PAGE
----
How common is depression?

Major depressive disorder (MDD), commonly referred to as depression, is one of the most common mental disorders in the United States.

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Many who are taking an antidepressant may still have unresolved symptoms.

In fact, in a large US study of adults with depression, approximately 50% still
had unresolved depressive symptoms with their first antidepressant.

Test your knowledge: myth or fact?

Do you know the truth about depression and its treatments? Choose whether the statements are myths or facts.

Everyone reacts to depression treatment differently

Antidepressants work differently for different people, so finding a treatment that’s right for you may take some time. But don’t hesitate to contact your healthcare provider if your unresolved depression symptoms are making you feel stuck in your daily life.

Highs and lows?

If you are experiencing unpredictable highs in your mood in addition to some or all of the common depression symptoms, please click here to learn about a different mental health condition and talk to your healthcare provider to discuss further.

Common symptoms of depression may include:

  • Sadness
  • Lack of interest or pleasure
  • Feeling bad about yourself
  • Trouble sleeping (sleeping too much or too little)
  • Changes in appetite
  • Difficulty concentrating
  • Low energy and motivation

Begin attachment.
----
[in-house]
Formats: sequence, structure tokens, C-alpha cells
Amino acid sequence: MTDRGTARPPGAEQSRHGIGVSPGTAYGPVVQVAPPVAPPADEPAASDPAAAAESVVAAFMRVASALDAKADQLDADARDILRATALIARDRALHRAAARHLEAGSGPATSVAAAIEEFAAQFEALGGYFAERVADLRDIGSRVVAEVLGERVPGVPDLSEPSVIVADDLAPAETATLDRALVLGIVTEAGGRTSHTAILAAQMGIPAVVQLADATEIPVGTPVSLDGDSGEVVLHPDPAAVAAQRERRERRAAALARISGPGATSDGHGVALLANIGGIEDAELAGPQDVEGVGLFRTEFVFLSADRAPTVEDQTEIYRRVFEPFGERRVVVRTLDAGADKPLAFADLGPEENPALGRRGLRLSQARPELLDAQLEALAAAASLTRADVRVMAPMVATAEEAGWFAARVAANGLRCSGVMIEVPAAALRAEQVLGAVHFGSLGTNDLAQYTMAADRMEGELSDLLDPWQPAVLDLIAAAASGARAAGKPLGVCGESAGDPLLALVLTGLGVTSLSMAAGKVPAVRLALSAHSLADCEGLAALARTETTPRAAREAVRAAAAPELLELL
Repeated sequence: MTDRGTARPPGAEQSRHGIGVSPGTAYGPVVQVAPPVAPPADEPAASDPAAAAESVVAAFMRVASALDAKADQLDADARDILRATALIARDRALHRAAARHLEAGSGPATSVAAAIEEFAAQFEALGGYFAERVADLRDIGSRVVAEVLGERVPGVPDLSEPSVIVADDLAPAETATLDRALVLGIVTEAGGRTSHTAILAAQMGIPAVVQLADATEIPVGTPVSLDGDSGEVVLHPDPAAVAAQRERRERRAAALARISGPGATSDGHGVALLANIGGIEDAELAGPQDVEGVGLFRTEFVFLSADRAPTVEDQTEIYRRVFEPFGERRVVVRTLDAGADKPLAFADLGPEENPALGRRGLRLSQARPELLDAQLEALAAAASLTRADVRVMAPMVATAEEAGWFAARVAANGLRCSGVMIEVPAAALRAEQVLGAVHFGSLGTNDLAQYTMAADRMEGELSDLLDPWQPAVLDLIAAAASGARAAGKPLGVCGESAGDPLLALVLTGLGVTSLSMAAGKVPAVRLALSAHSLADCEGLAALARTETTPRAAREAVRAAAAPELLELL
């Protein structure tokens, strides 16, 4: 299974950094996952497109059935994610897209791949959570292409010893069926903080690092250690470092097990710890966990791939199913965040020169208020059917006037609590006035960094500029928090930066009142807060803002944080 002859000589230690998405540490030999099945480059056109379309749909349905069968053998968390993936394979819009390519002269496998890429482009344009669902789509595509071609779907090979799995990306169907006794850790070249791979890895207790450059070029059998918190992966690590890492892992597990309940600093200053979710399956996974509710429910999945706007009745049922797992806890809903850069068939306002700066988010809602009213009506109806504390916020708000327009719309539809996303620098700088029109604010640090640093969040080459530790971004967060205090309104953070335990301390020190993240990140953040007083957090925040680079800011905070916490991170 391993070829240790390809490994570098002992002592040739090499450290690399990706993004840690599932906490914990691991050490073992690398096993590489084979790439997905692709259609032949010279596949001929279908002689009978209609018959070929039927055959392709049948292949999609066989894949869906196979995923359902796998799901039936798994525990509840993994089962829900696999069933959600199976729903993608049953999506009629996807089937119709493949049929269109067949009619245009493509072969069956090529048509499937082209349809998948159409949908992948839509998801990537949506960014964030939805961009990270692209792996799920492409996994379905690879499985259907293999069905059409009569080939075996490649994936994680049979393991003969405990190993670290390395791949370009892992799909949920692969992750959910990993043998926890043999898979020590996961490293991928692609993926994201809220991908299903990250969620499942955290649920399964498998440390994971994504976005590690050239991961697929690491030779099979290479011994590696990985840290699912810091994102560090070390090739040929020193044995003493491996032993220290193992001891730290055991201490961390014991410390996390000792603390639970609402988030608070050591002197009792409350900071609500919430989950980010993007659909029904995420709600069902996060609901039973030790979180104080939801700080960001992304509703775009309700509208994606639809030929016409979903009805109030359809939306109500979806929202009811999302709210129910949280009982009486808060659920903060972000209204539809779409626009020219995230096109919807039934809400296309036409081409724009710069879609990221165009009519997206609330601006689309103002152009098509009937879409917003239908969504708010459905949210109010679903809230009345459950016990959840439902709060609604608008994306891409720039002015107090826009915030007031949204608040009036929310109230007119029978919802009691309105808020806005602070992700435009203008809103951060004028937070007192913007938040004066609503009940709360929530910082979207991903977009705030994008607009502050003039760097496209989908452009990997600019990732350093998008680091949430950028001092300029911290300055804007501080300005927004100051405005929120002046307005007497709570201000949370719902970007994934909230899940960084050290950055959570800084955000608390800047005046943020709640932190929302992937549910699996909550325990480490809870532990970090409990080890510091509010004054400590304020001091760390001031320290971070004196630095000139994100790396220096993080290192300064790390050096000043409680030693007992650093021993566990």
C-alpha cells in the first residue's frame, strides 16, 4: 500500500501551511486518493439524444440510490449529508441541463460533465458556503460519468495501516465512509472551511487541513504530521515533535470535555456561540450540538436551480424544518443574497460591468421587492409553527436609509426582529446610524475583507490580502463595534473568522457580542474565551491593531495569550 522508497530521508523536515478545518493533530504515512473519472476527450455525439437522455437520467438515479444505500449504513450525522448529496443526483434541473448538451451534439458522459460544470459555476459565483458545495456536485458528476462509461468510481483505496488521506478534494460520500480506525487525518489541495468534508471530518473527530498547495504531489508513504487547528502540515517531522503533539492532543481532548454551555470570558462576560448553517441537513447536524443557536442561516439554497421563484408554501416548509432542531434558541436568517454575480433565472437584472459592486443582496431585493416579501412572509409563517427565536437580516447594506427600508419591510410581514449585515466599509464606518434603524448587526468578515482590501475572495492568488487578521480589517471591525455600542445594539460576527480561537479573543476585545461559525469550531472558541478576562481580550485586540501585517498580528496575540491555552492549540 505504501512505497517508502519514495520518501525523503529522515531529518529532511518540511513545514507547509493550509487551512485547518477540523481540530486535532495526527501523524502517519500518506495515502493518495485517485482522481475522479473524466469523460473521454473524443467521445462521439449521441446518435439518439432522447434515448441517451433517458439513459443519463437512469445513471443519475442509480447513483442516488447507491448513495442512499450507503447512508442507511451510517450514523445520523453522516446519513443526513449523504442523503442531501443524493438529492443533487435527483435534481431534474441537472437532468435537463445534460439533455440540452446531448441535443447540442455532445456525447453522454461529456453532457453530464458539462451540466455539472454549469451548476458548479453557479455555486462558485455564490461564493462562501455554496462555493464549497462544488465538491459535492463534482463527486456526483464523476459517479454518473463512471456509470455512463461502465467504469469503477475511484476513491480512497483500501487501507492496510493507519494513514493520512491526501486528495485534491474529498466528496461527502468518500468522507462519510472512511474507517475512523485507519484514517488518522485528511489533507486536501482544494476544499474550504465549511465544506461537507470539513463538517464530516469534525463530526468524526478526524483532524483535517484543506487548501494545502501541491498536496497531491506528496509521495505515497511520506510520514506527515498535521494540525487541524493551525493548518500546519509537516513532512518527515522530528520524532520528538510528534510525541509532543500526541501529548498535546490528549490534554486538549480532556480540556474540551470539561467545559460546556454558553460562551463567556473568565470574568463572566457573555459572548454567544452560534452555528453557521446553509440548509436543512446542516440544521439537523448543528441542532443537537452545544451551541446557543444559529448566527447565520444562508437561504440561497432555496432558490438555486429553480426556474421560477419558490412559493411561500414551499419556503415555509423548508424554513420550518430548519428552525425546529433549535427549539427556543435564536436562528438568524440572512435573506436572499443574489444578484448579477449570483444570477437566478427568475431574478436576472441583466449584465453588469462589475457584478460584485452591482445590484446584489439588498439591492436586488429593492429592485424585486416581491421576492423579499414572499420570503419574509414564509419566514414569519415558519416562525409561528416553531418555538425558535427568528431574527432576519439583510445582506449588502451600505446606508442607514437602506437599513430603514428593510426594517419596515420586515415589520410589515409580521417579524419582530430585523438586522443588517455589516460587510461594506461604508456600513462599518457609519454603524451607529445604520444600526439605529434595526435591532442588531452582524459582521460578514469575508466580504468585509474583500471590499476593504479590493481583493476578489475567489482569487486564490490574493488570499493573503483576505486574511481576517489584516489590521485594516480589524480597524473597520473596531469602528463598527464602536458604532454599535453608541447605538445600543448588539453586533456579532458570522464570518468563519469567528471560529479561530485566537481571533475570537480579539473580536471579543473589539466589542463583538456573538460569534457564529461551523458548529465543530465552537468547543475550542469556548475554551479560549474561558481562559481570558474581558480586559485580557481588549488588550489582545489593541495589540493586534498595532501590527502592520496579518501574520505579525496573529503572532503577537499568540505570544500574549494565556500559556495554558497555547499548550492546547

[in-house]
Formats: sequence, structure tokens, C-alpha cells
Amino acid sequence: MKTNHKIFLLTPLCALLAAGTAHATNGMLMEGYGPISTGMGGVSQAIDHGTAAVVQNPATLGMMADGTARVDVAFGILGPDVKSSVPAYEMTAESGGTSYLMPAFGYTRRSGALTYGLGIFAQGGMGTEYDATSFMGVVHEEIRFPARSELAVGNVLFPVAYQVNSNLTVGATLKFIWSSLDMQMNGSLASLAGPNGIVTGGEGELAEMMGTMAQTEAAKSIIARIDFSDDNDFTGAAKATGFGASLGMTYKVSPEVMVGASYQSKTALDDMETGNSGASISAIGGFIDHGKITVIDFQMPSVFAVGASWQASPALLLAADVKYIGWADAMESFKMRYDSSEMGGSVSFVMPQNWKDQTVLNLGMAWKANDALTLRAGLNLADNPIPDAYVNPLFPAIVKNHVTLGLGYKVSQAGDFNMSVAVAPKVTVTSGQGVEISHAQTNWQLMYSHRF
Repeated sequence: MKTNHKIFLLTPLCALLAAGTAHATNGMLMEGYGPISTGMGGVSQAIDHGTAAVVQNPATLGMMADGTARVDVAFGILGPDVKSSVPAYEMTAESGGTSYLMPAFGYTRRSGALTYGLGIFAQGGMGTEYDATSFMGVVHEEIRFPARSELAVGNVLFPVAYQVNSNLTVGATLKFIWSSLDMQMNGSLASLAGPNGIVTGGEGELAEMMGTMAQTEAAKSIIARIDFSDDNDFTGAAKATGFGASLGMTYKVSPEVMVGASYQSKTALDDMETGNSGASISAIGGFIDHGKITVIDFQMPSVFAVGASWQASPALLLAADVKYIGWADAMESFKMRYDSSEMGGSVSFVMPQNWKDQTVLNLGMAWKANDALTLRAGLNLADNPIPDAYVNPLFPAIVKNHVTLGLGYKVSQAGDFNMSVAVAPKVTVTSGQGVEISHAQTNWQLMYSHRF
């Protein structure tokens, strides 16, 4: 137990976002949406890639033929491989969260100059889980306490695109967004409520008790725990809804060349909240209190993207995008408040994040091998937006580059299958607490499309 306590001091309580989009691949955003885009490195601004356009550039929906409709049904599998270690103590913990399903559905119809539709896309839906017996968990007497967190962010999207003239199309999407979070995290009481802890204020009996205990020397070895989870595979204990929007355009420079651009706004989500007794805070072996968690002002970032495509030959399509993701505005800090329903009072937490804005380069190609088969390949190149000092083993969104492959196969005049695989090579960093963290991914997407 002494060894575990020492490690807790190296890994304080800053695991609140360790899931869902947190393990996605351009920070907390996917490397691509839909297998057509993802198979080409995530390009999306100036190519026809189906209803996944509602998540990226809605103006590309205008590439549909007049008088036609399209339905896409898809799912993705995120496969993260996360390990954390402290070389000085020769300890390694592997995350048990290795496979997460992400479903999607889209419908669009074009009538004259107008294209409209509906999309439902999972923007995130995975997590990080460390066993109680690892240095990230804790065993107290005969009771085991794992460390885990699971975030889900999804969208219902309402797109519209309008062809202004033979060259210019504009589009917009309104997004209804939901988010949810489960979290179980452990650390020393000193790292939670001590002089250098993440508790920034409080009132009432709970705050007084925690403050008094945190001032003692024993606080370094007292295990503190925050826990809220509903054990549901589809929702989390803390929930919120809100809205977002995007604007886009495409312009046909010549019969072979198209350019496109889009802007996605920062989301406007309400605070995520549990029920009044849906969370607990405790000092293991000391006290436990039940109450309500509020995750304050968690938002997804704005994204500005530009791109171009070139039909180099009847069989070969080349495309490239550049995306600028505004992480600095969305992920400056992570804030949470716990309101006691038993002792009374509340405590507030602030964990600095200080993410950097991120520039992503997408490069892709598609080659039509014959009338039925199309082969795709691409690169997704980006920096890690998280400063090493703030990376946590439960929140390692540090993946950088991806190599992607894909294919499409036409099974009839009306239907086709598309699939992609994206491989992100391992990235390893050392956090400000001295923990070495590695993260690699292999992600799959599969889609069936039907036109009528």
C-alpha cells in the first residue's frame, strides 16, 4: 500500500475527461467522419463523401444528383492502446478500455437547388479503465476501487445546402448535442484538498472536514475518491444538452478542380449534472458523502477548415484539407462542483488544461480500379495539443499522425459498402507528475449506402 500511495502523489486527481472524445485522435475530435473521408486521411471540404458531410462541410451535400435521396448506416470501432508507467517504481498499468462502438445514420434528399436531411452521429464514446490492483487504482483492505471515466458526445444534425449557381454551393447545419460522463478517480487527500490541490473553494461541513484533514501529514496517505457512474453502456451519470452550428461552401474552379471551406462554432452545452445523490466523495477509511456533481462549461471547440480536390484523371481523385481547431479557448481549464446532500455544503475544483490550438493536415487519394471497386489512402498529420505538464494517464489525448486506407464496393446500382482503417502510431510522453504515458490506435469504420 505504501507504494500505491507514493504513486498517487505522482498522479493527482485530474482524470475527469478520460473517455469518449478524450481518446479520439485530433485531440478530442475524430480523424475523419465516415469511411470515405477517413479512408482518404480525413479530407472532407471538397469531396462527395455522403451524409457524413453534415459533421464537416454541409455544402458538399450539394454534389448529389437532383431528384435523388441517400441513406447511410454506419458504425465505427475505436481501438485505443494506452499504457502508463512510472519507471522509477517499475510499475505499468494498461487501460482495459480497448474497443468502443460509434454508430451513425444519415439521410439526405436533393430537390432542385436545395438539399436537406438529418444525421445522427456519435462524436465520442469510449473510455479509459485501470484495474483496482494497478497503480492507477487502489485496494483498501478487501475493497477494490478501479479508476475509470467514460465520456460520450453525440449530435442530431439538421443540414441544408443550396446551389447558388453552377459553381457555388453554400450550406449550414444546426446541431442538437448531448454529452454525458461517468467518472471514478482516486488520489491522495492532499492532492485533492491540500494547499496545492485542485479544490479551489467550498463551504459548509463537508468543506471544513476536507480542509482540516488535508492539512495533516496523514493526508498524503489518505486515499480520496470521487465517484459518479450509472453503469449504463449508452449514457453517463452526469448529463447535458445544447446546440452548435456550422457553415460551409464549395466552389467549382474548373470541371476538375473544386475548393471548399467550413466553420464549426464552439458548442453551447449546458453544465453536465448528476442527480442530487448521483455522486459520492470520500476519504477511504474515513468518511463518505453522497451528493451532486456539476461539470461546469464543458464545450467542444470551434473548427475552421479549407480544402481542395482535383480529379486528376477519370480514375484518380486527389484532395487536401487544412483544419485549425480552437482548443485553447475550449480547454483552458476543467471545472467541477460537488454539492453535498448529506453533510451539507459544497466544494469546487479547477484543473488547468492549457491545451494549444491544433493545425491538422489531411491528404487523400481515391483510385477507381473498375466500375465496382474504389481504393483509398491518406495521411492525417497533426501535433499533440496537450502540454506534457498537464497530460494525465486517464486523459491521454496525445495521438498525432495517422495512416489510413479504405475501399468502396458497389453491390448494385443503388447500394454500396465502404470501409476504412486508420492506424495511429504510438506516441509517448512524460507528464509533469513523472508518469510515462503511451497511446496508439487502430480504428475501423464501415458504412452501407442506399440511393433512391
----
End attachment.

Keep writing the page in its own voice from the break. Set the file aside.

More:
• Slowing down of mental or physical activities
  • Suicidal thoughts
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Pay attention to how you’re feeling

If you are still dealing with symptoms of depression, try tracking how you are feeling to discuss with your doctor. Use our symptom tracking tool before your next appointment to monitor your symptoms and to help your healthcare provider determine if changes to your treatment plan are needed.

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Start the conversation

Check in with yourself and create a personalized doctor discussion guide for your next appointment.

Understanding treatment options

If you’re feeling stuck with unresolved depression symptoms, or what some healthcare providers may refer to as a “partial response” to your antidepressant therapy, your healthcare provider may consider the following:

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Switching your current treatment if you…

  • Are unable to tolerate side effects of your
  • Have not had a response to an antidepressant
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Adding on to your antidepressant if you…

  • Are able to tolerate your antidepressant
  • Have achieved partial response to your antidepressant
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Switching your current treatment if…

  • Side effects of your antidepressant are intolerable
  • You have not had a response to an antidepressant


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Adding on to your current treatment if…

  • Your antidepressant is tolerable
  • You have a partial response to your antidepressant

Potential benefits of an add-on
(adjunctive) treatment for depression

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Can help build on progress

you may have already made on your antidepressant

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Clinical guidelines recommend adjunctive treatment

as an appropriate option—sometimes as soon as partial response is achieved with an antidepressant

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VRAYLAR is different from an antidepressant.

It is in a different class of medicines and is taken with an antidepressant to help improve depression symptoms. However, the exact way VRAYLAR works is unknown.

Ask your healthcare provider if adding VRAYLAR to your antidepressant therapy could be right for you.

Taking an antidepressant and still experiencing depression symptoms?

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